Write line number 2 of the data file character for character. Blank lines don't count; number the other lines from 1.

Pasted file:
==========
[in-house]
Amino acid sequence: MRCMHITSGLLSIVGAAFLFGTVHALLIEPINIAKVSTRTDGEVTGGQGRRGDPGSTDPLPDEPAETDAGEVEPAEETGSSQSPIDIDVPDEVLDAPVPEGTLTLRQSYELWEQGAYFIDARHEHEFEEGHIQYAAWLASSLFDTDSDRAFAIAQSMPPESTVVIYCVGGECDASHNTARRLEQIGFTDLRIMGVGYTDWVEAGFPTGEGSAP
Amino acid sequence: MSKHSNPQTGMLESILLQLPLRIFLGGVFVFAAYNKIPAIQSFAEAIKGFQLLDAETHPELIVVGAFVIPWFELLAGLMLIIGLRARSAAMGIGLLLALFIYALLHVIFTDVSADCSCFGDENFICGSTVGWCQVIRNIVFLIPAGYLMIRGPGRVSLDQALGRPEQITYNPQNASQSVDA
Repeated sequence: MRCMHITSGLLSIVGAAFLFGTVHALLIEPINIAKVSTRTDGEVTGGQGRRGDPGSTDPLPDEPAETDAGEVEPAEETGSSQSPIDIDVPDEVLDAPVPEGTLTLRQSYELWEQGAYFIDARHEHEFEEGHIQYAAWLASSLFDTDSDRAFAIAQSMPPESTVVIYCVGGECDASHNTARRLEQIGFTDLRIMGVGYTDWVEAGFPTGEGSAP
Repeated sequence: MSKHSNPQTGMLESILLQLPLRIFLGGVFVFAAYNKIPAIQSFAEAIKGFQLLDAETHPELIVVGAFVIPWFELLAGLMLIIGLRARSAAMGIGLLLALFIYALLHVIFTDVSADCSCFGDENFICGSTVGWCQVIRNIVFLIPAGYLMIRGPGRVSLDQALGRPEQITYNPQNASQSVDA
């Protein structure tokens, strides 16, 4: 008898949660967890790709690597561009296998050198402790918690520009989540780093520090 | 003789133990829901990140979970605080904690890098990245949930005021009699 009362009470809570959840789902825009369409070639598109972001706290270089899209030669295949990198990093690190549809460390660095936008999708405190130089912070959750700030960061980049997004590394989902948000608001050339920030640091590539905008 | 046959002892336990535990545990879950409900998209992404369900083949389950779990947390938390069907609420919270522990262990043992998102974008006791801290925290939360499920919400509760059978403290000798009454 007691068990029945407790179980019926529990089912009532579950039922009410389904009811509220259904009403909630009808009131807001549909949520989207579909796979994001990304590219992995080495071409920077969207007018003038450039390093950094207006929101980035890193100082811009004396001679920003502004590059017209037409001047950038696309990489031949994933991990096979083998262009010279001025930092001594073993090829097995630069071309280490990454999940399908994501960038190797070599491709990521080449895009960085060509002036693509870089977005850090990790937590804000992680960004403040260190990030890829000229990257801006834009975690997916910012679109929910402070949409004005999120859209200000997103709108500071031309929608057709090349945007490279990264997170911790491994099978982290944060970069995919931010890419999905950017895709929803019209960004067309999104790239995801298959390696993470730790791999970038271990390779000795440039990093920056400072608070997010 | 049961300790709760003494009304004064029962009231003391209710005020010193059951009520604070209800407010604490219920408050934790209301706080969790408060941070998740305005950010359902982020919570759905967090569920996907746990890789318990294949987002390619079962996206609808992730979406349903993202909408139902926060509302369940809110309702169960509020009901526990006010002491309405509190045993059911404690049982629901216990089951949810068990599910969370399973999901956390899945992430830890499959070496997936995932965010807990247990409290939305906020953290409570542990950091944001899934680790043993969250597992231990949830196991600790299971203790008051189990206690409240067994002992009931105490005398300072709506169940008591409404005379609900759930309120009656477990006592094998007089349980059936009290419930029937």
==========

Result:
Amino acid sequence: MRCMHITSGLLSIVGAAFLFGTVHALLIEPINIAKVSTRTDGEVTGGQGRRGDPGSTDPLPDEPAETDAGEVEPAEETGSSQSPIDIDVPDEVLDAPVPEGTLTLRQSYELWEQGAYFIDARHEHEFEEGHIQYAAWLASSLFDTDSDRAFAIAQSMPPESTVVIYCVGGECDASHNTARRLEQIGFTDLRIMGVGYTDWVEAGFPTGEGSAP